CHICAGO (CBS)–A youth football coach was hailed as a hero in a CBS 2 story that aired in September detailing how coach Karl “Kadillac” Lindsey protected kids from shots being fired on a Chicago athletic field.
Lindsey’s story had just begun with the shooting, however. The news segment caught the attention viewers in Detroit, and a profound connection was made–Lindsey had a son he didn’t know existed.
William Deshawn Motley was at work last fall, cutting hair at Exquisite Cuts Barber Shop in Detroit when he looked up at the T.V. and saw the news report about Lindsey, the Chicago coach who was shot in the wrist while shielding 30 children on his little league football team from gunfire that suddenly erupted on the field.
Motley remembers thinking, “Wow! He stood up in front of all of those kids and took a bullet!”
He was touched by the story, but didn’t realize that the man was actually his father.
Lindsey was coaching the La Follette Park Junior Varsity and Varsity Wildcats football teams, which were made up of children between the ages of 8 and 12, when the shots rang out. The shooter’s target ran behind Lindsey, who got shot.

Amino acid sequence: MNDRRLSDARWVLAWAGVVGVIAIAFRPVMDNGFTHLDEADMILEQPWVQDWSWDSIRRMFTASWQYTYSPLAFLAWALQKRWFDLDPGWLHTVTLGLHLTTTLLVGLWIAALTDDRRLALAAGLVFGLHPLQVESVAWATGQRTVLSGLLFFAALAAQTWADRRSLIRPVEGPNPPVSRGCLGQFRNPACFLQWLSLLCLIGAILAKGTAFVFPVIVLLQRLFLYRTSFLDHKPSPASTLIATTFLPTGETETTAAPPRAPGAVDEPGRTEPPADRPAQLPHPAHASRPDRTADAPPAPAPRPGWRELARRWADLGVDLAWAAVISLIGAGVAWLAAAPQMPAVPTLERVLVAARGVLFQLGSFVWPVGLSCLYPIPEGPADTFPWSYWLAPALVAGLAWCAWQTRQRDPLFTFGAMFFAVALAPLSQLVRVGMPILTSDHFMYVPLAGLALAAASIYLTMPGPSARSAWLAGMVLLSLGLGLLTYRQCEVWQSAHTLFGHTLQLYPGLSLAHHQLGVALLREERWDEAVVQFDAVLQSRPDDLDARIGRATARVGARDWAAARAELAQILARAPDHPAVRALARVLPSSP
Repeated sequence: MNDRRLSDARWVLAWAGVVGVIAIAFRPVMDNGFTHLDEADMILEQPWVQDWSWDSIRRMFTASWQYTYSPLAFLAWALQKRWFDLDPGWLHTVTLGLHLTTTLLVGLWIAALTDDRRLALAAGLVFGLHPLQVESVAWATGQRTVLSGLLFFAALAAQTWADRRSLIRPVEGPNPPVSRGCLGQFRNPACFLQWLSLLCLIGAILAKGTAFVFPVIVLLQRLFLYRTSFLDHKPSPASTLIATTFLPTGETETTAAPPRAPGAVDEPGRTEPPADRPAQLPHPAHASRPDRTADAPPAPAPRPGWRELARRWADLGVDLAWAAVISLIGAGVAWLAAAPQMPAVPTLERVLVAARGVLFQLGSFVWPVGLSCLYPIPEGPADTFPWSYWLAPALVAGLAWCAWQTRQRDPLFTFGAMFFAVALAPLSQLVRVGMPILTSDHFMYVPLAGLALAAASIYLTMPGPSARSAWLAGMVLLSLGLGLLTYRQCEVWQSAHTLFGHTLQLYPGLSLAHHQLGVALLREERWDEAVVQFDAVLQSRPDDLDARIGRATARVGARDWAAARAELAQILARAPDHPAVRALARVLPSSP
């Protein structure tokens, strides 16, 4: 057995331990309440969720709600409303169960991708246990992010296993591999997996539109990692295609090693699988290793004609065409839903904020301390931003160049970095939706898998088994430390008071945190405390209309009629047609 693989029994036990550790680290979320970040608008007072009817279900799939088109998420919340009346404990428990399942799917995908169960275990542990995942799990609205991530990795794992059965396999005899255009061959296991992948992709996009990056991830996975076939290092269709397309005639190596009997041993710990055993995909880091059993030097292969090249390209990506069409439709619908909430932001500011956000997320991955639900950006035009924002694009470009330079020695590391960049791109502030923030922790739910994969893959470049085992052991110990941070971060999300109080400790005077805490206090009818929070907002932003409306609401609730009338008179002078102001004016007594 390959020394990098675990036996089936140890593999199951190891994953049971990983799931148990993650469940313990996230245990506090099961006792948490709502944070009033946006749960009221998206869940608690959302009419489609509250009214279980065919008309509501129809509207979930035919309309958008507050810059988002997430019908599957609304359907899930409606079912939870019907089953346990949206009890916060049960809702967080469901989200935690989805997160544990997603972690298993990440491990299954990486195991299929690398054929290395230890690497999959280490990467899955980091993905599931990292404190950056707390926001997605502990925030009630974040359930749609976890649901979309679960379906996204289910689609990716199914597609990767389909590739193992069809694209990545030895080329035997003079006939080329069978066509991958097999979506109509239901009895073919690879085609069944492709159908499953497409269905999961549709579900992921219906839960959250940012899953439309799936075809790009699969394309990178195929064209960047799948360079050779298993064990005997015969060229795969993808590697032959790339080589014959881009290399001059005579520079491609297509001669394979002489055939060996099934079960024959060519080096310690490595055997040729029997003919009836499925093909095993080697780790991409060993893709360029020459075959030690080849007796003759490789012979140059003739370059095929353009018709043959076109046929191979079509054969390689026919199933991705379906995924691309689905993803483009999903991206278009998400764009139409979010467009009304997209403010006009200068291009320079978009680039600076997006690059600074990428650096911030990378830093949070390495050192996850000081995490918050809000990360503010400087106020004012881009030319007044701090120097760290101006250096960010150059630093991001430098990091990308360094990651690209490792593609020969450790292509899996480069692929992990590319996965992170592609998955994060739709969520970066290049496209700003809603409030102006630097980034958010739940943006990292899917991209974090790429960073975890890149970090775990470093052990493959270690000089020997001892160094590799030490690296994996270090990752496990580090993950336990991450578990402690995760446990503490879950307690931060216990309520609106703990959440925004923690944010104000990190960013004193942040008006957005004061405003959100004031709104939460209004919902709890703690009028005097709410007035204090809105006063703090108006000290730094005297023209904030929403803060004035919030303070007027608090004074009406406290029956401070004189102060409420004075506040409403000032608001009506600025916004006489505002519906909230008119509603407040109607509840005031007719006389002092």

A bullet entered the top of Lindsey’s left wrist and exited below it, breaking it. He had been waving his hand in the air to warn the children when he was shot.
“Any of those kids could have got shot. I seen the guy. I was telling the guy ‘why did you run over here,'” said Lindsey.
He cradled two kids in his arms after hearing eight shots fired.
Lindsey lived in Detroit as a teen. He dated Motley’s mother, Helena. When Lindsey was 18, he moved to Chicago, never knowing Helena was pregnant with Motley. Helena died in 2011. Before she died, she told a relative the name of William’s father.
Shortly after the story aired, the relative in Michigan saw it. He contacted Motley to tell him his dad was on T.V.
As Karl slowly recovers from his injury, he and his son now talk and text each day.
“Now I know him, so that’s a lot taken off my shoulders,” Motley said.
Lindsey said he missed out on a lot of monumental moments of fatherhood, like his son’s first steps and his first words.
“He knows who I am now,” Lindsey said.
Lindsey said he can’t wait to meet his son–and four grandchildren and great grandson– in person
“Teach them how to catch a baseball, throw a football, stuff, I didn’t get a chance to teach him,” Lindsey said.
Lindsey has three other sons. Motley has connected by phone with two of his adult brothers. One has lived in Lansing, about 81 miles from Detroit, for the past 18 years. The goal is to have a big family reunion soon, hopefully by Christmas.